Steve's Soapbox

Friday, October 21, 2005

Brownwood & Brown County Law Enforcement, Bulletin Reporter Steve Nash and Civil Rights

Thursday October 20, 2005
Brownwood Bulletin
Op Ed: Columnists

An individual’s rights are more important than any one case — Steve Nash

When Brownwood defense attorney Rudy Taylor got evidence thrown out in a drug case in another county, even his family questioned his action.
Taylor had filed court papers arguing that police had conducted an illegal search and seizure when they found drugs. A judge agreed, and the prosecution dismissed the case against the defendant — Taylor’s client — who went free.
Taylor said the questioning from his family made it a “soul-searching kind of issue” for him, but then he rephrased it as forcing him to validate the philosophy he developed in law school.
“My response is, that this is bigger than any one case,” he said. “It’s about protecting all of our rights in the long run. We’re the checks and balances to law enforcement.”
If defendants’ constitutional protections are violated, he said, “what would be the consequences to my law-abiding family?”
“If you don’t find your voice, your philosophical voice, where your heart really is ... how do you explain yourself?” Taylor asked. “How do you feel good about your job?”
Over the course a couple of weeks, I had several conversations with Taylor on this topic, and they began when he told me about his case in the other county, which is outside the 35th Judicial District.
Taylor said that one of the officers involved in that case has been a problem child who, he said, has a history of violating suspect’s constitutional rights. I asked him if he thinks law enforcement officials in Brown County violate defendants’ rights. If it happens, he said, it’s not on purpose, and it’s not systemic.
“Actually I think (law enforcement) does a good job here,” he said. “They’re not lazy. Police officers are well-trained, and they know what’s legal and what’s not. I don’t see a chronic problem of blatant civil rights violations or constitutional rights (violations). In the heat of battle, honest mistakes can be made.
“ ... They play by the rules. You can find mistakes in every case, just about. There’s usually something we can find to question that warrants further research, because (constitutional case law) is such a technical area of the law. I think (law enforcement is) ... has a real determination to provide the DA’s office with a solid case.”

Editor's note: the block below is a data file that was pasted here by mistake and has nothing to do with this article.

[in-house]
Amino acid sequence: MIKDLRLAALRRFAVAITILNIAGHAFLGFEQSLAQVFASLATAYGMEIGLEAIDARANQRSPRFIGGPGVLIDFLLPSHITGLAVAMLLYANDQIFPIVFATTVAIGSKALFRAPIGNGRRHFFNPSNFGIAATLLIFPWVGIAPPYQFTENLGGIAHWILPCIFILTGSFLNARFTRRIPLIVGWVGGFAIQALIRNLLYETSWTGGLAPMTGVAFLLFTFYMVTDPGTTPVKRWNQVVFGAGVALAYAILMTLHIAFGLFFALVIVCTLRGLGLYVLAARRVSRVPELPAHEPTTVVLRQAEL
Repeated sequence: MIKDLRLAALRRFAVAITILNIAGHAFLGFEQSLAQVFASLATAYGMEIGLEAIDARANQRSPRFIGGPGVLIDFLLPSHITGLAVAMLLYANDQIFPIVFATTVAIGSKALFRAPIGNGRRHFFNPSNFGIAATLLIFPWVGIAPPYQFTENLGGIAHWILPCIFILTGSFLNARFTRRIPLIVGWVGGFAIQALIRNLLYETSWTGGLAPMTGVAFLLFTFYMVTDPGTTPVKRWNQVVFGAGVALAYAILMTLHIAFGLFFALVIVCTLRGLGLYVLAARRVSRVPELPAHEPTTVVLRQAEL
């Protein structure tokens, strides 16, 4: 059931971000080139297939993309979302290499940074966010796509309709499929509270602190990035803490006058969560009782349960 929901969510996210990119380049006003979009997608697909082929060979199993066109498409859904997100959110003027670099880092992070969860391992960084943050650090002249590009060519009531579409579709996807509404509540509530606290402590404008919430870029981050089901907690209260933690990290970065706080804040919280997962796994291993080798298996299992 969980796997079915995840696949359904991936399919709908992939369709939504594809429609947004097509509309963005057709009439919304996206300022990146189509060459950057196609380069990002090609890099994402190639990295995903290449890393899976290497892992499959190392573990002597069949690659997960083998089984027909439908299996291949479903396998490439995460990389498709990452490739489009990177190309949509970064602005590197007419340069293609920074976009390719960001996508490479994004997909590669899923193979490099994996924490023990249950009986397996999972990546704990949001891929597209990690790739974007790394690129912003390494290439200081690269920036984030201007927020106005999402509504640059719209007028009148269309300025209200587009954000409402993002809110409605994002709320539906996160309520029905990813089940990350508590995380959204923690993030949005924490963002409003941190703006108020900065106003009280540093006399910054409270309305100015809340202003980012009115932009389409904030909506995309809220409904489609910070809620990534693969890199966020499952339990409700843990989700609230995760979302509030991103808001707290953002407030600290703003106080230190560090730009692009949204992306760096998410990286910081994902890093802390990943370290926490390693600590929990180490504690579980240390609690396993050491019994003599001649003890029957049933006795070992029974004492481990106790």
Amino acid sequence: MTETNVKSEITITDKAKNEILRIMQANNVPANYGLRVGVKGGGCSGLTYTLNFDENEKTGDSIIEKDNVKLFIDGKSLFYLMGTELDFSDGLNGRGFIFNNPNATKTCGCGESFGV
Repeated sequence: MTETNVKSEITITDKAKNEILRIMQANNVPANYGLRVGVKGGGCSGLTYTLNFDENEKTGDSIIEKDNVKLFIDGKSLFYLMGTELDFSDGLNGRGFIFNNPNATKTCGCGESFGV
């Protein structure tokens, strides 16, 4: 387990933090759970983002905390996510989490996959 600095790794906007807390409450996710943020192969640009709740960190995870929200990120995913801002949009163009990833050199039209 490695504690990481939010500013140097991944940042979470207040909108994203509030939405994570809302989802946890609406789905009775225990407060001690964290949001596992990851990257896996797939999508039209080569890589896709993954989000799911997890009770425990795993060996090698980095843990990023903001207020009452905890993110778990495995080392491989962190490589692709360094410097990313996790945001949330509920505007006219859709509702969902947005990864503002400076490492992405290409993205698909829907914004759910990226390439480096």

Sheriff Bobby Grubbs and Brownwood Police Lt. Bill Stirman agreed that mistakes can be made during an investigation, but said their departments won’t tolerate intentional mistakes.
“Any time you’ve got the human factor involved, you’ve got the opportunity and potential for mistakes to be made,” Stirman said.
“The level of competency here (in law enforcement) is extremely high,” Assistant District Attorney Perry Sims said, noting that lawmen do their jobs “with integrity and the desire to do the right thing.”
I didn’t follow all of Taylor’s legal explanations from the case in which evidence was tossed out; after all, I am not a lawyer (nor do I play one on TV).
He talked about the “plain view doctrine,” the “fruit of the poisonous tree doctrine” and the “exclusionary rule.” He referred to the Fourth Amendment and the Texas Bill of Rights, Section 9. “These two are the ones that say people shall be safe in their homes ...”
Taylor said he’s not gloating over his success in having the evidence tossed, which, in effect, freed the defendant.
He spoke carefully and deliberately when he mentioned his client. “I’ve got to be very careful here because I represent this guy ... if (police) had made a proper search warrant and proper search, he would’ve gone to prison,” Taylor said.
“My job as a criminal defense attorney is to make sure that the checks and balances set forth in the U.S. Constitution and the Texas Constitution are applied to every case. Without that, we would revert back to the days of Nazi Germany and storm troopers who could go and kick in doors of innocent people.
“Power corrupts, and absolute power corrupts absolutely. Without checks and balances, police could decide they don’t like you or me and manufacture evidence.”
Perhaps a month has elapsed since Taylor’s court victory in the suppression of evidence hearing. He said he has no regrets.
“I’m really not soft on crime. Generally speaking, we have fair laws in this country. I am a strict law advocate. On the other hand, I am a strict constitutional rights advocate. They counterbalance each other.”
Brown County has a “very tough” DA, Taylor said, but noted that Sims and District Attorney Micheal Murray “absolutely” have integrity and follow the rules.
“It is the duty of every attorney to ethically represent each client within the bounds of the law,” Sims said, referring to prosecutors and defense attorneys.
“The prosecutor’s duty is to see justice is done — not just retribution for the victim, but that laws are abided by.
“The thing that should be the determining factor should be the law and the constitution. If my client (the State of Texas) has done something I perceive to be inappropriate, I don’t proceed with the case.”
Steve Nash writes his column in the Brownwood Bulletin on Thursdays. He may be reached by e-mail at .
"The Criminal Justice system in Texas is so cracked it makes an armadillo look smooth" Dallas Morning News Editorial

Note from Steve: For some people, it's "somewhere else" where civil rights violations take place !